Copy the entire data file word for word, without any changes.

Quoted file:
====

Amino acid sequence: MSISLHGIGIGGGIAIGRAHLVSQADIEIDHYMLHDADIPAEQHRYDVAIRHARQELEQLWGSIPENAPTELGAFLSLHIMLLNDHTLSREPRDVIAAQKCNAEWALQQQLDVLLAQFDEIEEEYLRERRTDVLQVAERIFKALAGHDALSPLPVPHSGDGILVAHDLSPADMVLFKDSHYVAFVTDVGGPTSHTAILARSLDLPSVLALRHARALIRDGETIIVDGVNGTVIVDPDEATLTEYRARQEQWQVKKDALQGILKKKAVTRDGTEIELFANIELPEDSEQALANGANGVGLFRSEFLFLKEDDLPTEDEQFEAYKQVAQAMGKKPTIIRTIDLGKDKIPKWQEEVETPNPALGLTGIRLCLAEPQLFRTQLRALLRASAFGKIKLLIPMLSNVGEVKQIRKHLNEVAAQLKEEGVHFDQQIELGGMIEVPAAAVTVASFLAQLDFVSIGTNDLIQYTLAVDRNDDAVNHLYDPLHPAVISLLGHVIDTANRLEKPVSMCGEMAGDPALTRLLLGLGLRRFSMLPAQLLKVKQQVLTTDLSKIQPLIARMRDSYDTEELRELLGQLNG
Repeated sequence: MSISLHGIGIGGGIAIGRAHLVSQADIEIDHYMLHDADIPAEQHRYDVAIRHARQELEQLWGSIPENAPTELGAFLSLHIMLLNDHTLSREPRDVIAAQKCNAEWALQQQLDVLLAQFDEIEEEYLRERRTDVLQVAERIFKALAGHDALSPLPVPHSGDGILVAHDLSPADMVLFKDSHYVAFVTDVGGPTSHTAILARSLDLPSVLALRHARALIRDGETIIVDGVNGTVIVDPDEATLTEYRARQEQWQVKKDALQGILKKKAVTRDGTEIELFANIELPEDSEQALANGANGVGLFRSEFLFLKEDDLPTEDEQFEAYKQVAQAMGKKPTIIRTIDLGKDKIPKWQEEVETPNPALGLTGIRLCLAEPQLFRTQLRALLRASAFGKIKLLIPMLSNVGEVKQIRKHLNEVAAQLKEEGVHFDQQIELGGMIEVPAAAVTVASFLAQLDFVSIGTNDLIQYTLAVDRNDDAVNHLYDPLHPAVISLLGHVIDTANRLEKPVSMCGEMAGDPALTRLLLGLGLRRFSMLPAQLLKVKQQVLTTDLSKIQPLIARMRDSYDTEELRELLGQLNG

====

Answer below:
Amino acid sequence: MSISLHGIGIGGGIAIGRAHLVSQADIEIDHYMLHDADIPAEQHRYDVAIRHARQELEQLWGSIPENAPTELGAFLSLHIMLLNDHTLSREPRDVIAAQKCNAEWALQQQLDVLLAQFDEIEEEYLRERRTDVLQVAERIFKALAGHDALSPLPVPHSGDGILVAHDLSPADMVLFKDSHYVAFVTDVGGPTSHTAILARSLDLPSVLALRHARALIRDGETIIVDGVNGTVIVDPDEATLTEYRARQEQWQVKKDALQGILKKKAVTRDGTEIELFANIELPEDSEQALANGANGVGLFRSEFLFLKEDDLPTEDEQFEAYKQVAQAMGKKPTIIRTIDLGKDKIPKWQEEVETPNPALGLTGIRLCLAEPQLFRTQLRALLRASAFGKIKLLIPMLSNVGEVKQIRKHLNEVAAQLKEEGVHFDQQIELGGMIEVPAAAVTVASFLAQLDFVSIGTNDLIQYTLAVDRNDDAVNHLYDPLHPAVISLLGHVIDTANRLEKPVSMCGEMAGDPALTRLLLGLGLRRFSMLPAQLLKVKQQVLTTDLSKIQPLIARMRDSYDTEELRELLGQLNG
Repeated sequence: MSISLHGIGIGGGIAIGRAHLVSQADIEIDHYMLHDADIPAEQHRYDVAIRHARQELEQLWGSIPENAPTELGAFLSLHIMLLNDHTLSREPRDVIAAQKCNAEWALQQQLDVLLAQFDEIEEEYLRERRTDVLQVAERIFKALAGHDALSPLPVPHSGDGILVAHDLSPADMVLFKDSHYVAFVTDVGGPTSHTAILARSLDLPSVLALRHARALIRDGETIIVDGVNGTVIVDPDEATLTEYRARQEQWQVKKDALQGILKKKAVTRDGTEIELFANIELPEDSEQALANGANGVGLFRSEFLFLKEDDLPTEDEQFEAYKQVAQAMGKKPTIIRTIDLGKDKIPKWQEEVETPNPALGLTGIRLCLAEPQLFRTQLRALLRASAFGKIKLLIPMLSNVGEVKQIRKHLNEVAAQLKEEGVHFDQQIELGGMIEVPAAAVTVASFLAQLDFVSIGTNDLIQYTLAVDRNDDAVNHLYDPLHPAVISLLGHVIDTANRLEKPVSMCGEMAGDPALTRLLLGLGLRRFSMLPAQLLKVKQQVLTTDLSKIQPLIARMRDSYDTEELRELLGQLNG